Hypervisor Maintenance Interrupt (HMI)

Hypervisor Maintenance Interrupt usually reports error related to processor recovery/checkstop, NX/NPU checkstop and Timer facility. Hypervisor then takes this opportunity to analyze and recover from some of these errors. Hypervisor takes assistance from OPAL layer to handle and recover from HMI. After handling HMI, OPAL layer sends the summary of error report and status of recovery action using HMI event. See ref:opal-messages for HMI event structure under OPAL_MSG_HMI_EVT section.

HMI is thread specific. The reason for HMI is available in a per thread Hypervisor Maintenance Exception Register (HMER). A Hypervisor Maintenance Exception Enable Register (HMEER) is per core. Bits from the HMER need to be enabled by the corresponding bits in the HMEER in order to cause an HMI.

Several interrupt reasons are routed in parallel to each of the thread specific copies. Each thread can only clear bits in its own HMER. OPAL handler from each thread clears the respective bit from HMER register after handling the error.

List of errors that causes HMI

  • CPU Errors

    • Processor Core checkstop

    • Processor retry recovery

    • NX/NPU/CAPP checkstop.

  • Timer facility Errors

    • ChipTOD Errors

    • ChipTOD sync check and parity errors

    • ChipTOD configuration register parity errors

    • ChiTOD topology failover

  • Timebase (TB) errors

    • TB parity/residue error

    • TFMR parity and firmware control error

    • DEC/HDEC/PURR/SPURR parity errors

HMI handling

A core/NX/NPU checkstops are reported as malfunction alert (HMER bit 0). OPAL handler scans through Fault Isolation Register (FIR) for each core/nx/npu to detect the exact reason for checkstop and reports it back to the host alongwith the disposition.

A processor recovery is reported through HMER bits 2, 3 and 11. These are just an informational messages and no extra recovery is required.

Timer facility errors are reported through HMER bit 4. These are all recoverable errors. The exact reason for the errors are stored in Timer Facility Management Register (TFMR). Some of the Timer facility errors affects TB and some of them affects TOD. TOD is a per chip Time-Of-Day logic that holds the actual time value of the chip and communicates with every TOD in the system to achieve synchronized timer value within a system. TB is per core register (64-bit) derives its value from ChipTOD at startup and then it gets periodically incremented by STEP signal provided by the TOD. In a multi-socket system TODs are always configured as master/backup TOD under primary/secondary topology configuration respectively.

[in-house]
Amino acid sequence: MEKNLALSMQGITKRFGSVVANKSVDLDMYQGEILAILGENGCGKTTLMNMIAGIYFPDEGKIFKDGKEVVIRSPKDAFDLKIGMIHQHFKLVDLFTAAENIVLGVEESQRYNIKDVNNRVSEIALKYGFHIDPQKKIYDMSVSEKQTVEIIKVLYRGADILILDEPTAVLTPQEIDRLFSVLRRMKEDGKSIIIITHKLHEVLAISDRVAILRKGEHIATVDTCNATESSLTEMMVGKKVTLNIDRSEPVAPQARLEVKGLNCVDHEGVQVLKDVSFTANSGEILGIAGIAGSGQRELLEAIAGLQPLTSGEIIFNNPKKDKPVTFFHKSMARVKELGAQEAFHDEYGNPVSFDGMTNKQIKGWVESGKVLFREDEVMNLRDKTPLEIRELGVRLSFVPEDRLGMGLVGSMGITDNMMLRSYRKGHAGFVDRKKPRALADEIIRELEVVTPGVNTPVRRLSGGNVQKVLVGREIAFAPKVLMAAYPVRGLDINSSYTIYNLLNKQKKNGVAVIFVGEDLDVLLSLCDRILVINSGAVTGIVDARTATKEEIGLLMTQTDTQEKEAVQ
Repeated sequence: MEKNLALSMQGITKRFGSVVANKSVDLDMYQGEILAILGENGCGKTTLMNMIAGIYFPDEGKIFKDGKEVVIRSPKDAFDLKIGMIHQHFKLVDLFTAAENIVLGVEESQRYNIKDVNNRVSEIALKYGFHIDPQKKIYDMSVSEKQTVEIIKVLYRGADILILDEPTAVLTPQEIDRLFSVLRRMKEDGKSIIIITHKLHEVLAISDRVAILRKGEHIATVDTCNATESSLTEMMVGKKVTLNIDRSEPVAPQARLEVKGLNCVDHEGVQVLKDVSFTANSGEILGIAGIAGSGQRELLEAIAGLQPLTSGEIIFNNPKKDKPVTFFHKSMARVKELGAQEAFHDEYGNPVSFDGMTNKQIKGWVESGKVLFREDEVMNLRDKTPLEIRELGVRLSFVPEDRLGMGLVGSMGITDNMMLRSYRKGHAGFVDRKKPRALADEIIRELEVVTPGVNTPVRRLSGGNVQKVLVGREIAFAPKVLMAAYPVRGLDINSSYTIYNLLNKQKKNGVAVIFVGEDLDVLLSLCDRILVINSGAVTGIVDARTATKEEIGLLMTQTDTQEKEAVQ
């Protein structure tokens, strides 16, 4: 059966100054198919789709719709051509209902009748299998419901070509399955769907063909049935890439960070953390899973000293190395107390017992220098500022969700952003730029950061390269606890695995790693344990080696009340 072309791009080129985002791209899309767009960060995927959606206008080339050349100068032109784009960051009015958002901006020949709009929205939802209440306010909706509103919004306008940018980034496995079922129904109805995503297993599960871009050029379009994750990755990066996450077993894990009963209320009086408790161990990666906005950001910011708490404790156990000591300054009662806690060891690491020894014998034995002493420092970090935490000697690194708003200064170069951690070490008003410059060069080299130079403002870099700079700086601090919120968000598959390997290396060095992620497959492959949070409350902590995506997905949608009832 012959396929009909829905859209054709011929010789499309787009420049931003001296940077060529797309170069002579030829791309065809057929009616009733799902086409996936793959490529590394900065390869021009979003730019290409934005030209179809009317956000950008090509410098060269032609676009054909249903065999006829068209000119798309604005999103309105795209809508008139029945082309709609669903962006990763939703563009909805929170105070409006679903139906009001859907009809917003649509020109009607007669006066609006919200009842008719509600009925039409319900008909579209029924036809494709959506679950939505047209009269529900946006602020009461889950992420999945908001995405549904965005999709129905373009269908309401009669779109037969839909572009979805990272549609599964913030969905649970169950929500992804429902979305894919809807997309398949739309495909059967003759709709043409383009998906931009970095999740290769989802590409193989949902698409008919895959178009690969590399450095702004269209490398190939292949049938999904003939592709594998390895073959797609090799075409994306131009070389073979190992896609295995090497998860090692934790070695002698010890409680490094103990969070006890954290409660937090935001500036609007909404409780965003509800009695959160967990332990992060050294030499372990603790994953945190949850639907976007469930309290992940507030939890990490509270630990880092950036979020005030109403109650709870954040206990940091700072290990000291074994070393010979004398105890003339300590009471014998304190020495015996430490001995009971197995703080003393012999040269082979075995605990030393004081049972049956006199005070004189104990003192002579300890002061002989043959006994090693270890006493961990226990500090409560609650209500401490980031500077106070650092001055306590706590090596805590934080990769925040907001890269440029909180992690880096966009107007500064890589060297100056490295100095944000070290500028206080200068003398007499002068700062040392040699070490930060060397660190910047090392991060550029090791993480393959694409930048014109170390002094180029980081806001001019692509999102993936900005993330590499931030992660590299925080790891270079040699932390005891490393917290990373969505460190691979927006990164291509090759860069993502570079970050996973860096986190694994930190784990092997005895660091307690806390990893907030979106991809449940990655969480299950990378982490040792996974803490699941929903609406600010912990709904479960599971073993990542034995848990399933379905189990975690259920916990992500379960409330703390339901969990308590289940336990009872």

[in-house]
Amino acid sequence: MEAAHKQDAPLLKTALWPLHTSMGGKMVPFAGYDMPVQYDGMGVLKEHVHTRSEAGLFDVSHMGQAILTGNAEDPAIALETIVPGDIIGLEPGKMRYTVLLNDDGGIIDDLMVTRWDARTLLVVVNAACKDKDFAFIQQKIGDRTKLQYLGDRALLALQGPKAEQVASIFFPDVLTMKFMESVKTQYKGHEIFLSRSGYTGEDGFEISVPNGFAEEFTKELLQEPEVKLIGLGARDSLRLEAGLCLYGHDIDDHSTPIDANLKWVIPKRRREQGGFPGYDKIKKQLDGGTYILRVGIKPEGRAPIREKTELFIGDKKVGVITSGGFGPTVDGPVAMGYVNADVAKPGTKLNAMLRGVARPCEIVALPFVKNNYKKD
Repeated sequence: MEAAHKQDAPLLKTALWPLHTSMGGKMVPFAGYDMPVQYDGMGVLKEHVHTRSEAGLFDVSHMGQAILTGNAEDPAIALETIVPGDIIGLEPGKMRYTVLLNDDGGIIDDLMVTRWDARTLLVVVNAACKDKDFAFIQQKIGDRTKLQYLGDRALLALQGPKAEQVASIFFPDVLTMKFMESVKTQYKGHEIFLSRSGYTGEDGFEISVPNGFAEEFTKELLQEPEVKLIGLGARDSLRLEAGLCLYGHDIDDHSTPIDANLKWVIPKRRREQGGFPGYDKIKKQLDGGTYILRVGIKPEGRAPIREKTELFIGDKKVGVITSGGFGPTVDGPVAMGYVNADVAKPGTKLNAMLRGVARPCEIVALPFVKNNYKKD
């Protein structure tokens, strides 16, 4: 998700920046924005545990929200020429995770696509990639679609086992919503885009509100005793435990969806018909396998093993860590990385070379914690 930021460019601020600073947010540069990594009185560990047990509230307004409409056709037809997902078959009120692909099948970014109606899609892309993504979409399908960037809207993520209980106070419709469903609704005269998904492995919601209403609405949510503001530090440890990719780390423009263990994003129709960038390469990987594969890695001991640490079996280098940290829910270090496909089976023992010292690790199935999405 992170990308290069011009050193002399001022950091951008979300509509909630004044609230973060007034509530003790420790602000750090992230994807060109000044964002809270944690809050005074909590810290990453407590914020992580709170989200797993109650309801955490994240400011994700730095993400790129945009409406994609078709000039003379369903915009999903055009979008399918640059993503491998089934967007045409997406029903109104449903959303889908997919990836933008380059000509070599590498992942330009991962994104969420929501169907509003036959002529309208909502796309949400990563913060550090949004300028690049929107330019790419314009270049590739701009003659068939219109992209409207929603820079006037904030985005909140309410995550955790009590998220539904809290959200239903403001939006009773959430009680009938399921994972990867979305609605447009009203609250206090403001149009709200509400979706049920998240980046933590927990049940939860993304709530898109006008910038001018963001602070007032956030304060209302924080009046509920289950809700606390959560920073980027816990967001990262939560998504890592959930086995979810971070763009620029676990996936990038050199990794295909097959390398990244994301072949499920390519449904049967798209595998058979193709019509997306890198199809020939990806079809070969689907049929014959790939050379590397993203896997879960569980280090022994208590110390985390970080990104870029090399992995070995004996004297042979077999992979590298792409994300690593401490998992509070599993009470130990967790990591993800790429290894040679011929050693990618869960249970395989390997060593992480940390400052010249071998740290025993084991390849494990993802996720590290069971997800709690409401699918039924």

TB error generates HMI on all threads of the affected core. TB errors except DEC/HDEC/PURR/SPURR parity errors, causes TB to stop running making it invalid. As part of TB recovery, OPAL hmi handler synchronizes with all threads, clears the TB errors and then re-sync the TB with TOD value putting it back in running state.

TOD errors generates HMI on every core/thread of affected chip. The reason for TOD errors are stored in TOD ERROR register (0x40030). As part of the recovery OPAL hmi handler clears the TOD error and then requests new TOD value from another running chipTOD in the system. Sometimes, if a primary chipTOD is in error, it may need a TOD topology switch to recover from error. A TOD topology switch basically makes a backup as new active master.


#define OPAL_HANDLE_HMI      98

int64_t opal_handle_hmi(void);

Superseded by OPAL_HANDLE_HMI2, meaning that OPAL_HANDLE_HMI should only be called if OPAL_HANDLE_HMI2 is not available.

Since OPAL_HANDLE_HMI2 has been available since the start of POWER9 systems being supported, if you only target POWER9 and above, you can assume the presence of OPAL_HANDLE_HMI2.


#define OPAL_HANDLE_HMI2     166

int64_t opal_handle_hmi2(__be64 *out_flags);

When OS host gets an Hypervisor Maintenance Interrupt (HMI), it must call OPAL_HANDLE_HMI or OPAL_HANDLE_HMI2. The OPAL_HANDLE_HMI is an old interface. OPAL_HANDLE_HMI2 is newly introduced opal call that returns direct info to the OS. It returns a 64-bit flag mask currently set to provide info about which timer facilities were lost, and whether an event was generated. This information will help OS to take respective actions.

In case where opal hmi handler is unable to recover from TOD or TB errors, it would flag OPAL_HMI_FLAGS_TOD_TB_FAIL to indicate OS that TB is dead. This information then can be used by OS to make sure that the functions relying on TB value (e.g. udelay()) are aware of TB not ticking. This will avoid OS getting stuck or hang during its way to panic path.


__be64 *out_flags;

Returns the 64-bit flag mask that provides info about which timer facilities were lost, and whether an event was generated.

/* OPAL_HANDLE_HMI2 out_flags */
enum {
     OPAL_HMI_FLAGS_TB_RESYNC        = (1ull << 0), /* Timebase has been resynced */
     OPAL_HMI_FLAGS_DEC_LOST         = (1ull << 1), /* DEC lost, needs to be reprogrammed */
     OPAL_HMI_FLAGS_HDEC_LOST        = (1ull << 2), /* HDEC lost, needs to be reprogrammed */
     OPAL_HMI_FLAGS_TOD_TB_FAIL      = (1ull << 3), /* TOD/TB recovery failed. */
     OPAL_HMI_FLAGS_NEW_EVENT        = (1ull << 63), /* An event has been created */

The Time of Day (TOD) / Timebase facility has failed. This is probably fatal for the OS, and requires the OS to be very careful to not call any function that may rely on it, usually as it heads down a panic() code path. This code path should be OPAL_CEC_REBOOT2 with the OPAL_REBOOT_PLATFORM_ERROR option. Details of the failure are likely delivered as part of HMI events if OPAL_HMI_FLAGS_NEW_EVENT is set.